If you haven’t heard about or ever been to a performance of VIVO, then”This Is the Time” for you to familiarize yourself with them. That is the title of the group’s latest CD which is available on their website. And itt couldn’t have come at a better time.
VIVO has been around for about four years now, but collectively the members more than a century’s worth of experience performing and entertaining in Milwaukee and its environs for decades more.
Warren Paul Vito Wiegratz, for example, has been wowing crowds with his unique slant on jazz and many other genres for more than fifty years. He still sports the boyish grin we all got to see at Giorgi’s and The Bull Ring in the 70s with Sweetbottom as they rode the wave of popularity that fusion had back then.
Warren plays the saxophone, flute, melodica and keys with equal aplomb. Pam Duronio provides her considerable vocal prowess, effortlessly switching back and forth between octaves with the savvy of a Manhattan commuter.
Pam’s husband, Tim Stemper, plays the heck out of the guitar going from flamenco to acoustic folk to Latin jazz with an inherent ease that speaks to his many years playing in the Caribbean, Florida and elsewhere. Duane Stuermer endows this effort with his one-of-a-kind gift on the bass guitar. VIVO added Brian Dale to drum on this drop. Dale headlines his own group, plays in Streetlife with Wiegratz, Powered by Five with Tracy Hannemann and so on. Space limitations preclude naming them all.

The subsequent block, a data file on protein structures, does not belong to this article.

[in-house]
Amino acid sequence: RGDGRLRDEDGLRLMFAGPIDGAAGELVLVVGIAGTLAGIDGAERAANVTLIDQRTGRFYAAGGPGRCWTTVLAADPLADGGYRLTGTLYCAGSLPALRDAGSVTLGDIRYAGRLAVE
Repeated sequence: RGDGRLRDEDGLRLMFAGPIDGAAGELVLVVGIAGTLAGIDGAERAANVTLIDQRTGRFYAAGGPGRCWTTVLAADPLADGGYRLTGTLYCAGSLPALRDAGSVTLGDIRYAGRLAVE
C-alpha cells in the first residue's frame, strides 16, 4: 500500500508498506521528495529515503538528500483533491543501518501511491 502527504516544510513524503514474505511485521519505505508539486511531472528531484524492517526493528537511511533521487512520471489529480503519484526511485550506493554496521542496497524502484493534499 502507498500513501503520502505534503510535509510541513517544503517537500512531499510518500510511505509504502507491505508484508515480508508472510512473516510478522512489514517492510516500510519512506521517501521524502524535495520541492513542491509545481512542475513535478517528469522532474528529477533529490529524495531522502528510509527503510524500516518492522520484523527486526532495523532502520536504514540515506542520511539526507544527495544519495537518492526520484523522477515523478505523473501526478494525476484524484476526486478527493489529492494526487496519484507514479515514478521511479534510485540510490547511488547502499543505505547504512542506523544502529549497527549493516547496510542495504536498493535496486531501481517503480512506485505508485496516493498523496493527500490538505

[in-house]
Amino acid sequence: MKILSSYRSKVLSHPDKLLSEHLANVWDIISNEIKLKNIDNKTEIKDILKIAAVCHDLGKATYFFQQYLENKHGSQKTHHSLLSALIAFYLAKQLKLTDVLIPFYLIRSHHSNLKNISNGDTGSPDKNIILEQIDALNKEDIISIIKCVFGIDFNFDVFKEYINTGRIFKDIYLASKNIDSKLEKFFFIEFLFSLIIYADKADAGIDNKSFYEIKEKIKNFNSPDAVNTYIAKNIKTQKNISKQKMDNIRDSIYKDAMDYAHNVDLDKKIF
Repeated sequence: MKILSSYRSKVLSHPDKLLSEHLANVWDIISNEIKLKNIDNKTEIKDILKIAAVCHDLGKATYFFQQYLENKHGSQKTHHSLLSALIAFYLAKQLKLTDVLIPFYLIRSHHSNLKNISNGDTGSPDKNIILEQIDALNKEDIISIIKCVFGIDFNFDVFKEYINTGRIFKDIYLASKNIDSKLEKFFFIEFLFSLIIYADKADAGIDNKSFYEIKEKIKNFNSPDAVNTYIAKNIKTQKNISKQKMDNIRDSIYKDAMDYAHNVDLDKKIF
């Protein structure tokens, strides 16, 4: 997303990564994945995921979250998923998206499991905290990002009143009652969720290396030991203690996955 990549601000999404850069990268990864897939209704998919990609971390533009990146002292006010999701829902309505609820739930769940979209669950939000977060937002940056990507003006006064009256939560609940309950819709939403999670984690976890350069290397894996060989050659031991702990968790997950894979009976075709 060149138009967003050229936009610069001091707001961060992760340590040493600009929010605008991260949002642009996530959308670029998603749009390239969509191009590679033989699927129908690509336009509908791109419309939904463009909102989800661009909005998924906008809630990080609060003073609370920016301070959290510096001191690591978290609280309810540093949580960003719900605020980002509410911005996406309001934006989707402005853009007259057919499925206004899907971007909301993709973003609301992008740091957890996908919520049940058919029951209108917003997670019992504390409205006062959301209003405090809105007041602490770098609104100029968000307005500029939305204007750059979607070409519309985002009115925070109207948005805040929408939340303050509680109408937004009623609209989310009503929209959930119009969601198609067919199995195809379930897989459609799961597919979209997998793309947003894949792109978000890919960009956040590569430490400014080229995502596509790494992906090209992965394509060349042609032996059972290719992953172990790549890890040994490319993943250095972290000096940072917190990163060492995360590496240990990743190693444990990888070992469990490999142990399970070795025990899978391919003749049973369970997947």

As the title of VIVO’s first disc, “Sunny Side of the Street,” implies, it covers the jazz standards. Warren, Pam and Tim wrote and produced the eight tracks on this one. It is most definitely a keeper.
Each of the songs stay true to the genre while at the same time incorporating a little something extra to make them sound just that much sweeter. Case in point would be the haunting ballad “Ask Me How I Feel.” On it, Duronio’s pleas, as she recounts a love lost, are dripping with pure emotion so powerful they jump off the disc and into the listener’s heart.
Wiegratz’s influences clearly include Antonio Carlos Jobim and his fingerprints are all over the gentle, breezy instrumentals “My Apologies to Joao” as well as the aptly dubbed “Sammy’s Tango.”
“Closer to You” is one of the more up tempo cuts and borrows from 70s Rock & Roll with a dash of Soul from the same era tossed in for good measure. Listening to Vivo only wants you go and see them perform live. Denizens of this area are in luck because one configuration or another of this gifted bunch is playing out several times a week throughout the year.
“This is the Time”
· Where You Want to Go
· My Apologies to Joao
· This is the Time
· Ask Me How I Feel
· The Winds of Spring
· Make You Mine
· Sammy’s Tango
· Closer to You